Officials of the Martin-Marietta Corporation have asked the Montgomery County Council to cancel plans to build an overpass near the firm's property in Bethesda because the construction would stop another prominent firm from moving in.
A Martin-Marietta representative told the council Tuesday that a company of "high character and high caliber" wants to buy five acres from Martin-Marietta, but the overpass would cut through the property. The firm, the representative said, refuses to purchase the land until the overpass proposal is removal from the county's master plan.
Martin-Marietta saked the county to delete the overpass from the Cabin John Watershed Master Plan. The proposal was opposed by residents living south of Democracy Boulevard. The council is expected to make a decision within several weeks.
The proposed overpass would connect Fernwood Road east of I-270 with Westlake Terrace west of I-270 near Montgomery Mall. Martin-Marietta lawyers argued that its original purpose was to divert traffic from Democracy Boulevard. But, they said, if the overpass were built it would not handle a significant amount of the traffic.
If the overpass were built on what is known as the Davis tract, it might create a new traffic problem, said Robert L. Morris, a traffic consultant hired by Martin-Marietta. The overpass would connect with roads leading past Walter Johnson High School on Rock Spring Drive, northeast of the Martin-Marietta site.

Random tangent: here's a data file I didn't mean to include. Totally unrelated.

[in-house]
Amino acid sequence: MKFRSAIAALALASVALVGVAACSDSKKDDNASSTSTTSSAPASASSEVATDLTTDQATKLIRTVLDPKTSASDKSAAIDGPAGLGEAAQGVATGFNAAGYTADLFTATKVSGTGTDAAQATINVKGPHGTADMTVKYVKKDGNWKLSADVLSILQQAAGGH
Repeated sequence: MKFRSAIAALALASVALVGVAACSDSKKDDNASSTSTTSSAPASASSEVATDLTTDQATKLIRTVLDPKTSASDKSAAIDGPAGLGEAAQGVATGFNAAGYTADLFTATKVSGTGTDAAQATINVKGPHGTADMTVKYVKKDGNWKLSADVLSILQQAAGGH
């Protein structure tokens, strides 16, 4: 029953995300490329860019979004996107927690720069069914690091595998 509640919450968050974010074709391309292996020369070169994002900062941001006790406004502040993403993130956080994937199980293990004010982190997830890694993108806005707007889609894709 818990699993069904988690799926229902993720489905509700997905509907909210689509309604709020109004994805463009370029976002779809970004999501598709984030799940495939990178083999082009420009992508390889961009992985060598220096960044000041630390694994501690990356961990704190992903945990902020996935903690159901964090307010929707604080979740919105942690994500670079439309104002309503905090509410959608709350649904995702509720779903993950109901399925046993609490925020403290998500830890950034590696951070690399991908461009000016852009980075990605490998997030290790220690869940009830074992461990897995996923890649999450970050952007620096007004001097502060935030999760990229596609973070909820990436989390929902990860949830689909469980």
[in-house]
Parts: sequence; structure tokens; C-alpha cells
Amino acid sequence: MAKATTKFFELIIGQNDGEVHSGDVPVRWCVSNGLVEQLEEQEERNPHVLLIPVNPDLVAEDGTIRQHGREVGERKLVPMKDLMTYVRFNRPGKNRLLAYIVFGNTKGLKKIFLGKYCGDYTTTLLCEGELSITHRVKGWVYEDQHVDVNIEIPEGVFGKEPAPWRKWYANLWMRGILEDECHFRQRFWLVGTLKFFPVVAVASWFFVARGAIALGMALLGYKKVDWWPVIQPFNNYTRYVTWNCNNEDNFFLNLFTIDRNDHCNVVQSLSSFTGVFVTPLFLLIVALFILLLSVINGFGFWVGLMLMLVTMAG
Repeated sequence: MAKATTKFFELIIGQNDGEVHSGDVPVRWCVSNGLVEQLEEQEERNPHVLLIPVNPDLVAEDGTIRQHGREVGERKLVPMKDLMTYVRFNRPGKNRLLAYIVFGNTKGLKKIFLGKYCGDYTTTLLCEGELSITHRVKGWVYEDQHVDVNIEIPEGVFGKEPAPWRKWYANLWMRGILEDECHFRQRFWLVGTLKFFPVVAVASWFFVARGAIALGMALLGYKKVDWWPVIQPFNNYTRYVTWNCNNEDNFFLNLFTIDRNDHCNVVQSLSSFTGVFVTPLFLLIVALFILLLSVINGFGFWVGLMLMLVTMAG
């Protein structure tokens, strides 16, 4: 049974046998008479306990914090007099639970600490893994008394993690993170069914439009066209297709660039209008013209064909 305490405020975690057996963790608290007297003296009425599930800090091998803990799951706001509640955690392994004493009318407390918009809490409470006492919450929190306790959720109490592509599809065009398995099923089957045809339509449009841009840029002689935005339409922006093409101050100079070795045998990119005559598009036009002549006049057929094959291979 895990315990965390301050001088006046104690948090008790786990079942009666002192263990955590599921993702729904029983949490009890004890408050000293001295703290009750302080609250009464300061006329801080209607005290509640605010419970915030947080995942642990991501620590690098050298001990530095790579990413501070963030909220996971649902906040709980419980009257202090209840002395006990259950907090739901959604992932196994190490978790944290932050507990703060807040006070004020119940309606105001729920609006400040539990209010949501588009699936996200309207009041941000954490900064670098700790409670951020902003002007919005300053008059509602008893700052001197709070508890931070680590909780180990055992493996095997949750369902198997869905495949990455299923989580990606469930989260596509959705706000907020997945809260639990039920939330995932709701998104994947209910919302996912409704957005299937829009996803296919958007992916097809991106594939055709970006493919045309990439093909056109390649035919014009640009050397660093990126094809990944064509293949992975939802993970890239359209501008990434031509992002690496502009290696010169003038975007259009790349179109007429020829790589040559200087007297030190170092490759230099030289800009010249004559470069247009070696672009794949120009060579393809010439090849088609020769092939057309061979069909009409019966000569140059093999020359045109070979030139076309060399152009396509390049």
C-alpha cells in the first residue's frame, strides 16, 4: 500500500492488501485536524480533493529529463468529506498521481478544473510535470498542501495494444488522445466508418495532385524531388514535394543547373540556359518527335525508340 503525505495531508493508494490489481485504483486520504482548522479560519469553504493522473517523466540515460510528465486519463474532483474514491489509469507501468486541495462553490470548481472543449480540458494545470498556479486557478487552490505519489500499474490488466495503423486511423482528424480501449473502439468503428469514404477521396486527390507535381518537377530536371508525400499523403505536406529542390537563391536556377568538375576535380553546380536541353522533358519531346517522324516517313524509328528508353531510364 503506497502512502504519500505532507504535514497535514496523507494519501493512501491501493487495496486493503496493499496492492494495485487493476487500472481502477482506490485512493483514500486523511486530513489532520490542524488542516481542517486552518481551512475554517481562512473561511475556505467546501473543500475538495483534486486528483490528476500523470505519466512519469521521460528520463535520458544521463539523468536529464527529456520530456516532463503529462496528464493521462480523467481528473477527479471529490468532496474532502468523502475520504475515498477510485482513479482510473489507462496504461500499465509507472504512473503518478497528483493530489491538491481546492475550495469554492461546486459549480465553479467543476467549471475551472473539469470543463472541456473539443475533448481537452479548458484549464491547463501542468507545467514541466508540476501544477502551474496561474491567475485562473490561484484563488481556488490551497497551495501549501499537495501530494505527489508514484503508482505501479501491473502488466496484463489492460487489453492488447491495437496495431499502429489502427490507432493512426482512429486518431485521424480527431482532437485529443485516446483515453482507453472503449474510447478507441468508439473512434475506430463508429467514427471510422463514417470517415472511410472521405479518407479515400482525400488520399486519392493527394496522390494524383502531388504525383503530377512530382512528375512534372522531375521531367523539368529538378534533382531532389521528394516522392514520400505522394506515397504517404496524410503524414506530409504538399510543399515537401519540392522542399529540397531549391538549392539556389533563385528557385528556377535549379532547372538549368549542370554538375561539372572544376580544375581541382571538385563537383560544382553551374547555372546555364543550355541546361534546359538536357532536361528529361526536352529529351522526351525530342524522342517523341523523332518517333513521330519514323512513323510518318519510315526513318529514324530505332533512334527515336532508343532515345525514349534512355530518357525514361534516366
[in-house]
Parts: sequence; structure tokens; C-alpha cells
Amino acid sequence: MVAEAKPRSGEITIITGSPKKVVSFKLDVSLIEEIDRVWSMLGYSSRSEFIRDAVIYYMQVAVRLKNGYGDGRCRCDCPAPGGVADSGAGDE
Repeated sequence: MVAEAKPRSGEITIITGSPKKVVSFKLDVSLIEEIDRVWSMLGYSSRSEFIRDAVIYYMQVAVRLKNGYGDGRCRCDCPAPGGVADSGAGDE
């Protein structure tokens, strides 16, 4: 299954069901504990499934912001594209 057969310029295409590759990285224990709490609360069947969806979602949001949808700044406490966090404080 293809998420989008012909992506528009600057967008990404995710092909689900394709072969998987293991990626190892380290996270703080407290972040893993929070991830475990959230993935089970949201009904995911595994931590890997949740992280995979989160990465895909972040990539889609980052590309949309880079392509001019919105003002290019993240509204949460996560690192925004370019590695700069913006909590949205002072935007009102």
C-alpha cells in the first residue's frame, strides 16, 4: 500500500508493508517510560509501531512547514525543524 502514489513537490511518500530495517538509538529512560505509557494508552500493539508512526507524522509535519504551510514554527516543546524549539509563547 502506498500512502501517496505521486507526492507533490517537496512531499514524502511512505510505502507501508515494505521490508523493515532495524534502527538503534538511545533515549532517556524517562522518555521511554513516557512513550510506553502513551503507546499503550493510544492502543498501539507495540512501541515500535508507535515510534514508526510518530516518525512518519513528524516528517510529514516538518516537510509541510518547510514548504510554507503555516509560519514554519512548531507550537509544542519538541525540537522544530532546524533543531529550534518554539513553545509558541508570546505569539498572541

"In effect, you would be directing through traffic in front of Walter Johnson," said Morris.
"It's our view that the overpass will be of little benefit to the area," said Martin-Marietta lawyer Howard J. Thomas. "Yet, we find citizens opposing one of the very best of corporations that would be attractive, bring in property taxes and provide jobs. Frankly, I thought the citizens would be supporting us.
Martin-Marietta officials and county development officials have kept the identity of the "high quality" company a secret at the request of the company, according to county officials.
"I don't object to a company coming in," said Robert Wilson, president of the West Fernwood Citizens Association, "but I do object to the county falling over dead to accommodate a company, when their own citizens are not willing to pay the price - the loss of the overpass."
Wilson's organization hired its own traffic consultant. "He confirmed that excess traffic from the Davis tract, especially if it is developed fully, would spill over into our neighborhoods," said Wilson. "With the bridge, there would be a better flow of traffic from the Davis tract and Montgomery Mall and it would permit another east-west corridor."
None of the council members asked Martin-Marietta or county officials the name of the mystery company. "It really doesn't matter to us," said Council Member Esther Gelman. "That's outside of zoning. We shouldn't know. A master plan change should be done on the merits of the change, not on who we like or don't like."*